Exoplanet News & Novelty

Some interesting exoplanet news bites from around the web.

Think Outside the Box to Find Extraterrestrial Life

Sarah Seager and James Kasting are quasi-interviewed. Seager discusses the Hydrogen Greenhouse planets posited by Eric Gaidos and Raymond Pierrehumbert, while Kasting points out how difficult such worlds would be to observe. Seager also mentions her recent work on Desert Planets and how Venus missed out on becoming a still habitable planet thanks to the Runaway Greenhouse effect. Venus also doesn’t rotate fast enough to allow strong temperature gradients that might allow cooler climates near the planet’s poles.

Eyeball earths

Charles Qoi reports on Daniel Angerhausen and colleagues work on “Eyeball Earths” – planets that are tidally locked to their stars, with one face forever facing the Sun and the other forever facing the black of space. Exactly how such planets might evolve – whether their water would form a vast Ice-Cap on the night-side – is being actively researched.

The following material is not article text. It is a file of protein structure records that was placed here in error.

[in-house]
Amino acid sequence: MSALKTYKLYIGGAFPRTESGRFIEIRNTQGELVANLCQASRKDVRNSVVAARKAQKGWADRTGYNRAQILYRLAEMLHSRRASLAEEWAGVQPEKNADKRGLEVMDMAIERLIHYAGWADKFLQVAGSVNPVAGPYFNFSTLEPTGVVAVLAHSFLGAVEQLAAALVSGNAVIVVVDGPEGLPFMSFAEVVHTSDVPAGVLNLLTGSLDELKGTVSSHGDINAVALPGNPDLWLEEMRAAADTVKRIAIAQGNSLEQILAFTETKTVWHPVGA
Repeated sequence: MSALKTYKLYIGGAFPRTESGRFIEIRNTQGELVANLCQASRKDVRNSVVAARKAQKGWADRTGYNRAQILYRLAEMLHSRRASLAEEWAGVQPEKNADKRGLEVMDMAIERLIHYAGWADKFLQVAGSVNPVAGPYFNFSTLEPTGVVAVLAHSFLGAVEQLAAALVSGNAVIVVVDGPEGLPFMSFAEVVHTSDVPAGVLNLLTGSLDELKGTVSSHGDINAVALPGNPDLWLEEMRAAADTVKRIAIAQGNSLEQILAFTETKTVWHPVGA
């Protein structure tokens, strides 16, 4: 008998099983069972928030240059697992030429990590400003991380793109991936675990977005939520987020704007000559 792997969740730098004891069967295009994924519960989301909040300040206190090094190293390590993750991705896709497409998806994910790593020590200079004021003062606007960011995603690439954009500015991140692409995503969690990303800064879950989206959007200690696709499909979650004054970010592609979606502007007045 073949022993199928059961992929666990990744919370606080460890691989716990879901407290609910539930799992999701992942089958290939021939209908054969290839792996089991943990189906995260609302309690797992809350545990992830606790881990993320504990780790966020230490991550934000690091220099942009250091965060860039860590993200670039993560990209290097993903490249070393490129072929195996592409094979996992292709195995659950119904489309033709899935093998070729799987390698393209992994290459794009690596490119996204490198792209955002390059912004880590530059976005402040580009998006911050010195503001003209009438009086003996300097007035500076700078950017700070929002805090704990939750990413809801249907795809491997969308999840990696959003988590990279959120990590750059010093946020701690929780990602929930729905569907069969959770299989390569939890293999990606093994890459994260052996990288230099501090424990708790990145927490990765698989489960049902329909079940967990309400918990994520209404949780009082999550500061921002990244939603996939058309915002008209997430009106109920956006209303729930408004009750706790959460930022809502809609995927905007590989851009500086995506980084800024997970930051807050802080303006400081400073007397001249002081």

Under pressure: How the density of exoplanets’ atmospheres weighs on the odds for alien life

Giovanni Vladilo and colleagues examine the effect of atmospheric pressure on a planets habitability. Thin atmospheres tend to result in oceans boiling away more easily than thick ones – thanks to the reduction in boiling point. Water being a super-star greenhouse gas is less likely to cause trouble when there’s more of other gases, like nitrogen or even carbon dioxide. Best to read the paper to get the best idea of their thesis – the URL is given with the diagram: http://wwwuser.oats.inaf.it/astrobiology/planhab/.

Overall the current trend in thinking is towards habitability – of at least part of a planet – has a wider zone around the stars than formerly believed. The inner edge might be ~0.5 AU (X4 Earth’s insolation), while the outer edge is 1.7 AU for a CO2 greenhouse, but much, much further out if there’s enough nitrogen or hydrogen to beef it up. All the way out to Saturn if the planet’s lifeforms are driven by sunlight, or all the way out if they can subsist on geothermal energy.

A puzzling question is whether such planets can be called inhabitable by oxygen-breathers like us. Desert Planets, again, have something to say about that – they withstand a Runaway Greenhouse closer in, and avoid the negative feeback of too much snow further out. But over a narrower range than planets with more exotic atmospheres.